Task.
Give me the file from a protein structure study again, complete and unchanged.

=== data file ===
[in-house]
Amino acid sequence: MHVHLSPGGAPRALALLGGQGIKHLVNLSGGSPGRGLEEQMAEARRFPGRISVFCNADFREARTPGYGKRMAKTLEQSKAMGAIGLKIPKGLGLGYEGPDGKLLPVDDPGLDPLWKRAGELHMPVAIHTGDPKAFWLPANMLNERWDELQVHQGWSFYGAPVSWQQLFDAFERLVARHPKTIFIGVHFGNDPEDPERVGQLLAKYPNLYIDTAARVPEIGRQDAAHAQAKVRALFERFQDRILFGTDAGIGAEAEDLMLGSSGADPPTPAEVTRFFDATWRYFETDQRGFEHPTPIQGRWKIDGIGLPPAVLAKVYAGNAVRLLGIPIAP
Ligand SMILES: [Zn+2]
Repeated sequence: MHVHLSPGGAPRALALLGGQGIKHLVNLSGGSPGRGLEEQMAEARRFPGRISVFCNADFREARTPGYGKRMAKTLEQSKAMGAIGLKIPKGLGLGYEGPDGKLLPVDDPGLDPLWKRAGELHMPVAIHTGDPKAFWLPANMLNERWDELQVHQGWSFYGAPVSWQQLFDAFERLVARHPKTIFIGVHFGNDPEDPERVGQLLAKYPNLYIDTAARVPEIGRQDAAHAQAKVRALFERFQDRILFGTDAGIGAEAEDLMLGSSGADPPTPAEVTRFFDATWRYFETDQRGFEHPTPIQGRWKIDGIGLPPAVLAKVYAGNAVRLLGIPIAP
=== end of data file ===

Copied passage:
[in-house]
Amino acid sequence: MHVHLSPGGAPRALALLGGQGIKHLVNLSGGSPGRGLEEQMAEARRFPGRISVFCNADFREARTPGYGKRMAKTLEQSKAMGAIGLKIPKGLGLGYEGPDGKLLPVDDPGLDPLWKRAGELHMPVAIHTGDPKAFWLPANMLNERWDELQVHQGWSFYGAPVSWQQLFDAFERLVARHPKTIFIGVHFGNDPEDPERVGQLLAKYPNLYIDTAARVPEIGRQDAAHAQAKVRALFERFQDRILFGTDAGIGAEAEDLMLGSSGADPPTPAEVTRFFDATWRYFETDQRGFEHPTPIQGRWKIDGIGLPPAVLAKVYAGNAVRLLGIPIAP
Ligand SMILES: [Zn+2]
Repeated sequence: MHVHLSPGGAPRALALLGGQGIKHLVNLSGGSPGRGLEEQMAEARRFPGRISVFCNADFREARTPGYGKRMAKTLEQSKAMGAIGLKIPKGLGLGYEGPDGKLLPVDDPGLDPLWKRAGELHMPVAIHTGDPKAFWLPANMLNERWDELQVHQGWSFYGAPVSWQQLFDAFERLVARHPKTIFIGVHFGNDPEDPERVGQLLAKYPNLYIDTAARVPEIGRQDAAHAQAKVRALFERFQDRILFGTDAGIGAEAEDLMLGSSGADPPTPAEVTRFFDATWRYFETDQRGFEHPTPIQGRWKIDGIGLPPAVLAKVYAGNAVRLLGIPIAP